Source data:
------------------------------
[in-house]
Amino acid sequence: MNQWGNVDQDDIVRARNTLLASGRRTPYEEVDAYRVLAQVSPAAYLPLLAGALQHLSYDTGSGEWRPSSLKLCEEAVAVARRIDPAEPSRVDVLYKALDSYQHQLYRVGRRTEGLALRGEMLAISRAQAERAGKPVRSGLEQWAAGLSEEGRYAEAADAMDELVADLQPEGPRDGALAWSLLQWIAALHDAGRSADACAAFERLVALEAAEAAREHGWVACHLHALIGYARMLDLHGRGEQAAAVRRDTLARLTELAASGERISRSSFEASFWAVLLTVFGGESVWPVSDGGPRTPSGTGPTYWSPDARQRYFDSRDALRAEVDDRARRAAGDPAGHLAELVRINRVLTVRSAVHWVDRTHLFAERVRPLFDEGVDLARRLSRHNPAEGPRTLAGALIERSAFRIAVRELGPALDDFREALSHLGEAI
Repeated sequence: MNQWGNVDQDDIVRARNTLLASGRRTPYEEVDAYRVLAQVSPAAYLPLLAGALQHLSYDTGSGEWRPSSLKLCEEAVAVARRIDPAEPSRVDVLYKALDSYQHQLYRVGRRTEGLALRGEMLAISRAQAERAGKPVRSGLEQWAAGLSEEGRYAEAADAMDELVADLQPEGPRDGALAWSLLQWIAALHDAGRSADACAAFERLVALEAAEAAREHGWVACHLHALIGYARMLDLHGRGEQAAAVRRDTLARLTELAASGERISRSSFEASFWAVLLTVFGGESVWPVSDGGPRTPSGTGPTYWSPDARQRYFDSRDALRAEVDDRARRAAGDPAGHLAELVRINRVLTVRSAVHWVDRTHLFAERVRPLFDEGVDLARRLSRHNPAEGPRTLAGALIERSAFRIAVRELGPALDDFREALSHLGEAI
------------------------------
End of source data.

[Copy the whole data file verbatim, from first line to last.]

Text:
[in-house]
Amino acid sequence: MNQWGNVDQDDIVRARNTLLASGRRTPYEEVDAYRVLAQVSPAAYLPLLAGALQHLSYDTGSGEWRPSSLKLCEEAVAVARRIDPAEPSRVDVLYKALDSYQHQLYRVGRRTEGLALRGEMLAISRAQAERAGKPVRSGLEQWAAGLSEEGRYAEAADAMDELVADLQPEGPRDGALAWSLLQWIAALHDAGRSADACAAFERLVALEAAEAAREHGWVACHLHALIGYARMLDLHGRGEQAAAVRRDTLARLTELAASGERISRSSFEASFWAVLLTVFGGESVWPVSDGGPRTPSGTGPTYWSPDARQRYFDSRDALRAEVDDRARRAAGDPAGHLAELVRINRVLTVRSAVHWVDRTHLFAERVRPLFDEGVDLARRLSRHNPAEGPRTLAGALIERSAFRIAVRELGPALDDFREALSHLGEAI
Repeated sequence: MNQWGNVDQDDIVRARNTLLASGRRTPYEEVDAYRVLAQVSPAAYLPLLAGALQHLSYDTGSGEWRPSSLKLCEEAVAVARRIDPAEPSRVDVLYKALDSYQHQLYRVGRRTEGLALRGEMLAISRAQAERAGKPVRSGLEQWAAGLSEEGRYAEAADAMDELVADLQPEGPRDGALAWSLLQWIAALHDAGRSADACAAFERLVALEAAEAAREHGWVACHLHALIGYARMLDLHGRGEQAAAVRRDTLARLTELAASGERISRSSFEASFWAVLLTVFGGESVWPVSDGGPRTPSGTGPTYWSPDARQRYFDSRDALRAEVDDRARRAAGDPAGHLAELVRINRVLTVRSAVHWVDRTHLFAERVRPLFDEGVDLARRLSRHNPAEGPRTLAGALIERSAFRIAVRELGPALDDFREALSHLGEAI